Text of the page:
Special Thanks to Crossroad Press for providing me with a copy of the title for review.

Zombob2ZAM_thumb

2013 Zombie Awareness Month





Audiobook Review: The Last Policeman by Ben H. Winters

21 09 2012

The Last Policeman by Ben H. Winters

Read by Peter Berkrot

Brilliance Audio

Length: 8 Hrs 20 Min

Genre: Pre-Apocalyptic Police Procedural

Quick Thoughts: The Last Policeman is the rare novel that is willing to break away from traditional genres and effectively blends two very different styles for something fresh. Crime fiction fans will enjoy the stripping away of investigative tools and Post Apocalyptic fans will enjoy Winter’s depiction of the methodic breakdown off society. While the slow pacing can give it a plodding feel, the reader is rewarded with a strong finale which opens as many doors as it closes. 

Grade: B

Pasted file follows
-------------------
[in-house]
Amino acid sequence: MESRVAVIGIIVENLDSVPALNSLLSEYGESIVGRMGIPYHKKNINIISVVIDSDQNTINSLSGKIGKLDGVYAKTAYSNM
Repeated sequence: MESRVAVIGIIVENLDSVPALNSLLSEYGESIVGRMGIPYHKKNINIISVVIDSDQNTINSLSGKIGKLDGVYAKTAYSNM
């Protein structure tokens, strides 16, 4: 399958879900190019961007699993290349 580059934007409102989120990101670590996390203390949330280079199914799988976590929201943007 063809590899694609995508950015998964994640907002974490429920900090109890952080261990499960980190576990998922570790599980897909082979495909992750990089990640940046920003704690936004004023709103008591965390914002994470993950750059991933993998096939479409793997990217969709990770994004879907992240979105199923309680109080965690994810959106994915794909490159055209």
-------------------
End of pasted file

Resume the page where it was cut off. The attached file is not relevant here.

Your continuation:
One of my favorite little pearls of wisdom that I like to share to those who bother to listen to me is that you never truly know someone until you have been through the bad times with them. Most people, my optimistic side likes to believe, have no problems being selfless and charitable when things are good, but put the same person in a life or death struggle, and often that selflessness goes right out the window. This is one of my favorite aspects about Post Apocalyptic fiction. Just how far a good person would go to protect themselves and those they love when the world turns to shit. Yet, I think there is an interesting added development in Pre-Apocalypse novels like The Last Policeman and Jack McDevitt’s Moonfall. What if you know that in 6 Months time, you and probably the rest of the world will be wiped off the face of our planet. Will you grab a hold of something, like family, religion or even your job, or would you throw off your everyday entanglements and embrace your final moments, taking the chance to experience things you always wanted but were hampered by responsibility. I think many people would be surprised by their own actions. Normal people would turn into hoarders, and the most responsible among us very may abandon all they built to live for one last fling. Many would embrace despair, and either go into an intense state of denial, or become suicidal. For me, personally, I would want to see how the world ends. I am a big fan of people watching, and I think observing the world in its death throws would be too interesting an opportunity to give up. Maybe that’s a bit sadistic, on my part but I accept that.